Working out…some of us love it, some of us hate it, but almost all of us need to do it in order to stay fit despite our increasingly sedentary lives. Not only does it affect our weight and our health, but those in turn can affect our self-image, confidence, and possibilities for success in our lives.
When I was a teenager, I spent almost every day biking, playing baseball, and generally running around and playing a variety of sports. But as the responsibilities of adulthood began, I soon left all that behind, spent too much time at a desk, not enough time exercising, and my weight started to creep up and up. Unfortunately, it wasn’t until my health suffered that I decided to make an effort to include exercise as a part of my routine.
Last year, after being hospitalized for congestive heart failure, I knew I had to make changes to my diet and activity. First I started with walking outside, walking further each time, and then when the weather turned chilly, I joined a gym. I like going to the gym and having dedicated time and space for my workout with a variety of equipment available to me. But I didn’t spend a fortune to do it and you don’t have to either.
How to Save on a Gym Membership
Determine what you need
First, think about what you need out of a gym. Will you take classes? Do you want a swimming pool and a sauna? Will you use free weights, or just do cardio and machines? Do you need showers on the premises? There are very basic gyms and there are clubs with lots of luxuries, and you don’t want to pay higher membership fees for things you won’t really use.
Before you start comparing gyms, you’ll also want to find out if your employer or your health insurer offers any discounts or incentives for fitness centers. Typically these discounts apply only at participating gyms so check in advance.
Do a trial run
Once you’ve narrowed down your needs, find out what gyms near your home or place of work meet your qualifications. Keep in mind that if the location isn’t convenient, you’re less likely to use it. Find a few local choices and try them out. Most clubs will offer a day pass for free to potential new members, but even if there’s a small charge, it’s worth it to find out if you like the atmosphere.
Trying out a few gyms also gives you a chance to shop around on prices. Be sure to find out all the potential costs. There may be extra fees for classes, child care, locker use, yearly maintenance, and just for signing up. Some clubs may try to pressure you saying the rate is only good for that day, and then you’ll need to decide if you want to patronize a business that uses those kind of tactics.
Sign up at the right time
Of course what time of year you’re looking may affect prices quite a bit. Gyms are most popular at the beginning of the year (think New Year’s resolutions), so they don’t need to offer their best deals then. But in the summer, when many people prefer to exercise outside, and toward the end of the year, when people have forgotten about showing off their body in a swimsuit, you can get the best rates and offers. I got a great deal on my month-to-month gym membership…I signed up right before Thanksgiving when most people are thinking of gobbling turkey, not working out. And if you’re inclined to negotiate, you’ll have a better chance at the end of the month when sales people are trying to make their numbers.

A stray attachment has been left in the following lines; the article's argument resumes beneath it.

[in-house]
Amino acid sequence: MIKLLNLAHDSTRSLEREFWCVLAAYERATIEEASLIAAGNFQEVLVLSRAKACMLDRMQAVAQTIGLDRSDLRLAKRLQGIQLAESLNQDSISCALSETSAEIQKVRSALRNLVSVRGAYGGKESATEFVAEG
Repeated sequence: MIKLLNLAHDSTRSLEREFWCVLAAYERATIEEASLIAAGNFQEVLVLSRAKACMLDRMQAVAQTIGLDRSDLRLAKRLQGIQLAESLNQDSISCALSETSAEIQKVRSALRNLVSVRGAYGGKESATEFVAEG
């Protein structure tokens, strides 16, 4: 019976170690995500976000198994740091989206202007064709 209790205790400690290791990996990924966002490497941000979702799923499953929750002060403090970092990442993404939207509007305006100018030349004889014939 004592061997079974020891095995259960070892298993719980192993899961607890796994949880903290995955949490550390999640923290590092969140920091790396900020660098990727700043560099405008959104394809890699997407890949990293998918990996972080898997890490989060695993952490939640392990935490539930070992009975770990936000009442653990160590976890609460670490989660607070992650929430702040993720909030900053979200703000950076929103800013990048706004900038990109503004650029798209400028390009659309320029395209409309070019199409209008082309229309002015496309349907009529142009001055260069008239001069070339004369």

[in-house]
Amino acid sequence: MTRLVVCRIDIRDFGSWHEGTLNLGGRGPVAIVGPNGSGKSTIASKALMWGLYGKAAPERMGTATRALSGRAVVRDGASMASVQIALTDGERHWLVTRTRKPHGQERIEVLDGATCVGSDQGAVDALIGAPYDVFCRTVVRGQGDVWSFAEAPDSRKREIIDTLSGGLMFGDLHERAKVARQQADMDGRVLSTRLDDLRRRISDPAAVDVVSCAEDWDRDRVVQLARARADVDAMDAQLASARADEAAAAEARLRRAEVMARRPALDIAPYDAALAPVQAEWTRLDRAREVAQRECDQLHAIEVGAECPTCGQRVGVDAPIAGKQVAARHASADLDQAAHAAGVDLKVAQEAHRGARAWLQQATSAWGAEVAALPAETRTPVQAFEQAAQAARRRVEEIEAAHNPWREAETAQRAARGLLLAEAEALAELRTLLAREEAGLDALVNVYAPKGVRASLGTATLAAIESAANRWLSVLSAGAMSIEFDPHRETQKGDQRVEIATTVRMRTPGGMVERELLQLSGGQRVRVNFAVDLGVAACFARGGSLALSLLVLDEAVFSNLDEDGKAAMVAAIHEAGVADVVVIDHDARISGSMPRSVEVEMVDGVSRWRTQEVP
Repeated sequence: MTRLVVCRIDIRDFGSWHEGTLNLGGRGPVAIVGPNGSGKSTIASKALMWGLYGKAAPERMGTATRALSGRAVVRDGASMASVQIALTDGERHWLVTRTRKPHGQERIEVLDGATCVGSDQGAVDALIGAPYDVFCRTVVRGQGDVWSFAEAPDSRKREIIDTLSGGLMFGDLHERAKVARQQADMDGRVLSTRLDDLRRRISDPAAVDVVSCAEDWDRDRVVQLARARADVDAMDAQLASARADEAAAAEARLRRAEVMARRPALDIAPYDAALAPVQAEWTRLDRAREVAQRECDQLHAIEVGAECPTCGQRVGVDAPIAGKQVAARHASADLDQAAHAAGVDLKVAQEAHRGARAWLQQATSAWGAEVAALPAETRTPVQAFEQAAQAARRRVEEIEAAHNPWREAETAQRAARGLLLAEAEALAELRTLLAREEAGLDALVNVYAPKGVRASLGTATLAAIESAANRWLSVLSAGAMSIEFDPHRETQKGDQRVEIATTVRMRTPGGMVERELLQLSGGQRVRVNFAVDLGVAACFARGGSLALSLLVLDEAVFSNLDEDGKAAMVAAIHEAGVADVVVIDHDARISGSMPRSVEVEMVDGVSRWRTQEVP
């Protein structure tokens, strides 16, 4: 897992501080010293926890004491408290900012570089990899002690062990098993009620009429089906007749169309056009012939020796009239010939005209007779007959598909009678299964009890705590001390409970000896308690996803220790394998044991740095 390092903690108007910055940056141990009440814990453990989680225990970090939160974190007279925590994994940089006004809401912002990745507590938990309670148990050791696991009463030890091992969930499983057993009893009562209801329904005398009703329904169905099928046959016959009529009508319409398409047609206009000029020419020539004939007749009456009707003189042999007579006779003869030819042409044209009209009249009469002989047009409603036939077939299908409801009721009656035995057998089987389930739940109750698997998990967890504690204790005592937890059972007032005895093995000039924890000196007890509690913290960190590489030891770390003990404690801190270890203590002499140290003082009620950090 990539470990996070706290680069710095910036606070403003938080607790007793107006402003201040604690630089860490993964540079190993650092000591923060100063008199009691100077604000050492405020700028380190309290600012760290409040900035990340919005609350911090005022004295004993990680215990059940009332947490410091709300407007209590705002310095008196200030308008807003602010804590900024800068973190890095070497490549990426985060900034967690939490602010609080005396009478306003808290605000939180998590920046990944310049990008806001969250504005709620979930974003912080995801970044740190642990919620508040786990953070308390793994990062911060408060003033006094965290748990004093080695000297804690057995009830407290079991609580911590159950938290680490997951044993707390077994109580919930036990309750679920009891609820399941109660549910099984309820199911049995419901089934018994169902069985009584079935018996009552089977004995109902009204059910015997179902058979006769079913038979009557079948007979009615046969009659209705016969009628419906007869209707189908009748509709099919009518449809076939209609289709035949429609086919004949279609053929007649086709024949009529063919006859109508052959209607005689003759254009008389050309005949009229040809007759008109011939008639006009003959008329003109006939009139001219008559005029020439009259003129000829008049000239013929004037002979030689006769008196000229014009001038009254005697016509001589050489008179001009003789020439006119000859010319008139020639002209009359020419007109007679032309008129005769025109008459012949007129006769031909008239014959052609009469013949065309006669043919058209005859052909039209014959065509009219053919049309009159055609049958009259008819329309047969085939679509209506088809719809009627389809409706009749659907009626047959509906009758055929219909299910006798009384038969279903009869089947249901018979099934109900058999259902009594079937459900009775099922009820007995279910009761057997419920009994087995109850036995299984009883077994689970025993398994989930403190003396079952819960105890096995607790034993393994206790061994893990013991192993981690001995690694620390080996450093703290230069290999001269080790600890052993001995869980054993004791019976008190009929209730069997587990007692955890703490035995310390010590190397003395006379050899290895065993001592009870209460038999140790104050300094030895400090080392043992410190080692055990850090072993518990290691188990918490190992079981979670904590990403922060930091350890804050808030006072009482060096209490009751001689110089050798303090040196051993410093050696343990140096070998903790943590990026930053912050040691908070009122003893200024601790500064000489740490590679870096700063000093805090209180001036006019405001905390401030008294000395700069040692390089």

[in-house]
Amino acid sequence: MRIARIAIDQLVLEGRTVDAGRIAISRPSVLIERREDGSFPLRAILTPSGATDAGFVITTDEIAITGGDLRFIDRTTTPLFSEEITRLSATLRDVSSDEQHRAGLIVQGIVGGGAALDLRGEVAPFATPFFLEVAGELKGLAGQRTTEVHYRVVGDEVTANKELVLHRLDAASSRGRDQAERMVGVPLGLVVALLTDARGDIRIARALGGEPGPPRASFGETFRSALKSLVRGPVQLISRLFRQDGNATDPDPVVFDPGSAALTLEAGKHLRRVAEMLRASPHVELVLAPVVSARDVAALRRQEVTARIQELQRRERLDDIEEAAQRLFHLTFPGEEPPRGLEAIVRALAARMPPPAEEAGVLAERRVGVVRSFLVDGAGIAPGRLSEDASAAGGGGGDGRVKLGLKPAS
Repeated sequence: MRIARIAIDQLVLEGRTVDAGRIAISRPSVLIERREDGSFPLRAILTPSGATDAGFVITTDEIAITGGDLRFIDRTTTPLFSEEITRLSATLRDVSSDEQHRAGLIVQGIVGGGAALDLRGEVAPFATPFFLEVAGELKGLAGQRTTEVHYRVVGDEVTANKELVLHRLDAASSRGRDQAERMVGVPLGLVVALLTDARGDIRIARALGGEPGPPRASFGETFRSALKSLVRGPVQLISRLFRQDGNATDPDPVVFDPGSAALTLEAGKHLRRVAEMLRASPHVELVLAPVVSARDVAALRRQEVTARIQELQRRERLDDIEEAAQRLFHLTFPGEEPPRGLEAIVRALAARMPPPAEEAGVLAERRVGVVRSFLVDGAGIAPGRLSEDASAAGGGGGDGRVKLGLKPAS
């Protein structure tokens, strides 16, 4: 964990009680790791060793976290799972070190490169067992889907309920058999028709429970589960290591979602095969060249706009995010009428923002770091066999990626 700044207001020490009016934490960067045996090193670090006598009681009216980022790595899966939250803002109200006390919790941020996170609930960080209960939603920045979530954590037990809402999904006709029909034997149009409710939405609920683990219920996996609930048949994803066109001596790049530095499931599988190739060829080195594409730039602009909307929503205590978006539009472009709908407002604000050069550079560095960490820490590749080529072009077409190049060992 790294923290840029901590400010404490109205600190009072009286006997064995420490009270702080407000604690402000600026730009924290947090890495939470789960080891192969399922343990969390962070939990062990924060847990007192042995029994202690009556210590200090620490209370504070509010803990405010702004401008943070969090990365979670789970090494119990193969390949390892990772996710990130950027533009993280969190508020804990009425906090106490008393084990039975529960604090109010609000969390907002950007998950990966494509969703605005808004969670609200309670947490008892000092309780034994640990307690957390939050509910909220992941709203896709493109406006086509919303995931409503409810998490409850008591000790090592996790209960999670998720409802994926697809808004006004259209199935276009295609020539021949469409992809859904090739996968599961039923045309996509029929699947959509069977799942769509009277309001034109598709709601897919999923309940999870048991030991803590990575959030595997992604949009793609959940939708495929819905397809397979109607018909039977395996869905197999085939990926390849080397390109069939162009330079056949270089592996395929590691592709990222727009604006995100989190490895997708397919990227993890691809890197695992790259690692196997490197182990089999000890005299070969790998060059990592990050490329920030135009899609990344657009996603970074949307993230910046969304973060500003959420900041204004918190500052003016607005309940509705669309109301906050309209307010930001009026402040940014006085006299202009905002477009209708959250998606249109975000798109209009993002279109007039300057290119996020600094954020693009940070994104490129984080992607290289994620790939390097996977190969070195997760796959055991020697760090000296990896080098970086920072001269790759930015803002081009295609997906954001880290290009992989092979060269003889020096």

Contract or month-to-month?
You’ll also want to find out if the gym requires a contract or if they offer month-to-month memberships. They may offer both at different costs, and especially if you’re new to working out at a gym, a month-to-month membership can be invaluable. If they require a contract, it’s important to know how long it lasts and under what conditions you can cancel (for example, if you move out of the area, or if you develop a medical condition that prevents you from working out).
Seek out promotions
Finally, consider any additional promotions. You might find a deal in local advertising, or on a social discount site like Groupon. And the gym may offer discounts for additional family members, referrals, and the like.
Read the fine print
When you’ve made a decision on which gym is right for you, be sure to read the contract. Front and back. You need to know what’s required to cancel your gym membership (usually must be in writing and sent via certified mail) as that’s where consumers have the most trouble with gyms. Similarly, clubs like to deduct your monthly fees from checking or saving accounts, but you’re better off using the protections of a credit card.
Avoid the upsell
So, you’ve signed the contract, have a membership card in hand, and you’re ready to work out. But that’s not quite the end. Fitness clubs, like any other business, will try to sell you add-ons. In this case, it may be personal training, unlimited classes, or consumables like bottled water, energy bars, and smoothies. Just like the other “amenities”, don’t buy packages of personal training or classes unless you’re sure you’ll use them. And bring your own bottled water and energy bars from home.
Know when to cut your losses
Finally, if you find that you’re not using the gym that often, it’s time to cancel your membership. A deal’s not a deal if you’re not getting anything out of it. So follow those cancellation procedures and start working out at home: use the great outdoors to go for a run, stay inside with routines and workout videos on the internet, or invest in some equipment of your own.
I really enjoy my gym. It has the basics I need, it’s close to my home, it’s filled with friendly people, and it’s well maintained. My month-to-month membership is inexpensive and I go to work out regularly. Know what you need and be smart when you shop for it, and you too can make a small investment in your health that pays big dividends.
Do you belong to a gym? Or do you workout at home? Which do you prefer?
Image courtesy of alexisdc at freedigitalphotos.net (with changes)